By the time everyone came, we had a seat immediately waiting for us. I think it helped that I told the waiter that we were dining with an Argentinean actress. I didn’t give a name, which you’d think he would have been begging me to give, but he smiled a wide, thin smile and made sure that we had a table as soon as the party was there. Oh, wait. It may have been because of those characters outside taking photos of me just as I walked in. Oh. But to give you an idea of the atmosphere for Tango Sur, its intimate such that the seating is close, which is the case in restaurants in Argentina. There is, of course, the dim lighting to conserve energy — why else? — and the clamour of conversation all around. Many of the patrons come in as groups consisting of families, friends, and both. In the like vein of the other restaurants where we foodies have gone, it panders to a sense of community — loud and boisterous.
Upon getting to our table, we were ready for action. Unlike my restaurant adventures of years long gone where my dining mates were ridiculously indecisive and embarrassing, we scanned the menu and made our choices within a few minutes. Don’t ask me how we did it with such quickness because the menu is overwhelming. But one great man once said that if you can’t make up your mind about what you want to eat, then you will have a hard time making up your mind about what you want in life. Oh, wait. That was a harsh statement I had once made to a bad date — left the poor woman bedazzled by my arrogance. Anyway… Having placed our orders and handed back the menus, we opened a bottle of Argentinean wine to toast our celebration of … eating at Tango Sur. Purchased from a high-end wine store from across the street named Que Syrah, this was our first bottle of red wine to go with dinner.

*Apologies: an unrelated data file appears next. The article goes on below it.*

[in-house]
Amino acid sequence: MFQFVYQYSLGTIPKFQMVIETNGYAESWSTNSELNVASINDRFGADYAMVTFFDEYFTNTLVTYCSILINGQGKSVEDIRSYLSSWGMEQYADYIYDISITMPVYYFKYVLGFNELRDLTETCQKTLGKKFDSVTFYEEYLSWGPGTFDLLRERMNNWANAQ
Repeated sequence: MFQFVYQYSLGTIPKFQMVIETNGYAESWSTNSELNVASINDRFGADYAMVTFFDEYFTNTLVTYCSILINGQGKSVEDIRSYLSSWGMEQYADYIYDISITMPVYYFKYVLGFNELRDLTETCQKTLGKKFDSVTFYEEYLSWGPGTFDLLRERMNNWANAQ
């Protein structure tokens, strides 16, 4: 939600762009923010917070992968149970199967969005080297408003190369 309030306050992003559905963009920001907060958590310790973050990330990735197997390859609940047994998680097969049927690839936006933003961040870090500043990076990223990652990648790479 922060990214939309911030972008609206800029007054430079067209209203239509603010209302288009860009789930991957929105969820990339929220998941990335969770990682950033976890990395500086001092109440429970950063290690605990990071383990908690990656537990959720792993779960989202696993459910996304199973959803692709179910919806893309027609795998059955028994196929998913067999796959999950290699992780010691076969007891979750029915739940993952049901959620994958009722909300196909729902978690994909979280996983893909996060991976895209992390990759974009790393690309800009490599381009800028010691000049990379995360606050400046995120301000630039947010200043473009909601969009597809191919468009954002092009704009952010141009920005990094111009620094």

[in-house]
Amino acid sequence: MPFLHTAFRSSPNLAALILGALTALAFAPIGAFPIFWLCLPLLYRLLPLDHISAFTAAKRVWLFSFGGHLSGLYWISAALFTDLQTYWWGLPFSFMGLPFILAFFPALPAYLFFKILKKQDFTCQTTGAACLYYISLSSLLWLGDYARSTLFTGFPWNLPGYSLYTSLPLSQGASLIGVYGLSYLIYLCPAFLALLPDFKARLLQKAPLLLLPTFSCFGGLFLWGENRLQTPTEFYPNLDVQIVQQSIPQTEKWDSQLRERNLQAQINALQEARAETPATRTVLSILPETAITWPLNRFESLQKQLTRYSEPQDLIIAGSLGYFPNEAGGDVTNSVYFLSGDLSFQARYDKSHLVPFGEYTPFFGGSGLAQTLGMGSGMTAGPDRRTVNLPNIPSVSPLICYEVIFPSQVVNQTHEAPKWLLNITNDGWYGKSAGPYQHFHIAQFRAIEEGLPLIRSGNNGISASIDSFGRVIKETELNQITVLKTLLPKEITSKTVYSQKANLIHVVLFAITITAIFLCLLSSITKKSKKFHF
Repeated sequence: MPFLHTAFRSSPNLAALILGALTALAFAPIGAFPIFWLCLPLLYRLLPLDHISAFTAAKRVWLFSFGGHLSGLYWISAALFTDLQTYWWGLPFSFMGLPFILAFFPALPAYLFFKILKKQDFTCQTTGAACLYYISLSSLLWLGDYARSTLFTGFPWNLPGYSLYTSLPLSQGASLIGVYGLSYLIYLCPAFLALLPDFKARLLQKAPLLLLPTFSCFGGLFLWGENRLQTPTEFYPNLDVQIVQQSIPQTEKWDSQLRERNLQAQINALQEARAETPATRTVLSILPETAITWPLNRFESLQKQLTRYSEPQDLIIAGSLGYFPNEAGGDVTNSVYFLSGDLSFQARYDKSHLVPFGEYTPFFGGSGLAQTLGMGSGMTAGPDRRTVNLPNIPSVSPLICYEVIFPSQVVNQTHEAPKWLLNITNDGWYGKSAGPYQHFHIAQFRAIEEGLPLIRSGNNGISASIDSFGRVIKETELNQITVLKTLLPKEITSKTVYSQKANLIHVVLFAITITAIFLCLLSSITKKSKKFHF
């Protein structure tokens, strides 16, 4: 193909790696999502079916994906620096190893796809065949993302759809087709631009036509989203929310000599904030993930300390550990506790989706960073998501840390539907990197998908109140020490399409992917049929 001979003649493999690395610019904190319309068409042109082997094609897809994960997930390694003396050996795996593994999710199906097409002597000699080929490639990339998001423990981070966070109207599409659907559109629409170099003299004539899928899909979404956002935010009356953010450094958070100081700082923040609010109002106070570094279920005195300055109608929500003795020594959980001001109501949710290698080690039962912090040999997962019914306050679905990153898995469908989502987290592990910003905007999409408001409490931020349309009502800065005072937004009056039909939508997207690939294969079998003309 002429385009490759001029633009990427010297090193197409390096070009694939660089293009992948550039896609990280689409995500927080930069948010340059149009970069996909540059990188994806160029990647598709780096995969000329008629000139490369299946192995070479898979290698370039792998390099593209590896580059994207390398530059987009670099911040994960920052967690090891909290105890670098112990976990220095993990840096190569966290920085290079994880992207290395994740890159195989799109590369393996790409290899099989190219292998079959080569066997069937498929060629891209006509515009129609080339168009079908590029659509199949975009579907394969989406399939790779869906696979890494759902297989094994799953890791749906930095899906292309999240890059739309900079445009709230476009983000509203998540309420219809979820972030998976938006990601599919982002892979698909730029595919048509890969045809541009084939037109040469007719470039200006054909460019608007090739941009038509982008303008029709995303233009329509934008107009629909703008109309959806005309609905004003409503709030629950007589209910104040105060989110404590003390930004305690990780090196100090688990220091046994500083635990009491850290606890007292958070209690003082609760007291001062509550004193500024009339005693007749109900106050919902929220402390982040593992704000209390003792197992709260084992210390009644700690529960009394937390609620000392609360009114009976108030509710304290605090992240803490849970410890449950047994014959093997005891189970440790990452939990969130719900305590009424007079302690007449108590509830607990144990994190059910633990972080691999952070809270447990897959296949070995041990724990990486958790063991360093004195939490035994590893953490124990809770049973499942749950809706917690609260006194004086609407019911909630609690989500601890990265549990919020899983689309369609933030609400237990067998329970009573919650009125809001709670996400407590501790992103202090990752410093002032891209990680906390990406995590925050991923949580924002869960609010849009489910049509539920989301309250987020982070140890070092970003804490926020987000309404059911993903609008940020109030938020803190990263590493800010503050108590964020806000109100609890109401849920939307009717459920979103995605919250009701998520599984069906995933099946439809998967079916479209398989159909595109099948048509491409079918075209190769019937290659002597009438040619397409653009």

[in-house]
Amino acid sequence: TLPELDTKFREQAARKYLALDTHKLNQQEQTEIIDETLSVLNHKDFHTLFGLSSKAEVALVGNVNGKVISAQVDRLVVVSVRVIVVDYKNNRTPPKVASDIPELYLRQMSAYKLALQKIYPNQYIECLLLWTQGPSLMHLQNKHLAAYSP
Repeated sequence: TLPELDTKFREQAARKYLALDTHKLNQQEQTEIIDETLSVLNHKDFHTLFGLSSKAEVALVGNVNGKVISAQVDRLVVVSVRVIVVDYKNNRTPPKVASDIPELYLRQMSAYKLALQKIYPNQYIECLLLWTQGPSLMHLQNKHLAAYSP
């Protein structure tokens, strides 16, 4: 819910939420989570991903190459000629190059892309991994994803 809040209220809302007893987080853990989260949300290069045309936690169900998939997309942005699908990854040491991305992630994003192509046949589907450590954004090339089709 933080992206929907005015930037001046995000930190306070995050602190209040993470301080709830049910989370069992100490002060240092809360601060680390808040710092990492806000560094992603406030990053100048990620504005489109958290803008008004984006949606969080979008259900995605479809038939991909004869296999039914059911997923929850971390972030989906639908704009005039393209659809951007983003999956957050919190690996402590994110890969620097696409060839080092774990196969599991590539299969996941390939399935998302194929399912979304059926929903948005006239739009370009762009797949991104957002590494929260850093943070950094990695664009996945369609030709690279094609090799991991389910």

We started with two filling appetizers. The first one was the antipasto. This was a platter of quesos argentinos, salami, jamon crudo, aceitunas y mortadella. Translation Argentine white cheese, salami, prosciutto, olives and mortadella. This was a nice cold plate of delicious meats and cheeses that we figured would be light, considering we knew the main entrées would be heavy. The second appetizer consisted of empanadas. These were turnovers con carne, pollo, jamon con queso y espinaca con queso argentina. Empanadas are a favourite in Latin American restaurants and one of the local haunts where I hang out in my neighbourhood gets a lot of my business, as I am constantly buying empanadas for breakfast and late night snacks. It’s getting to the point where the chefs in the kitchen hear the owner or the person at the cash register talking to me and they stick their heads out the kitchen to speak. Talk about love.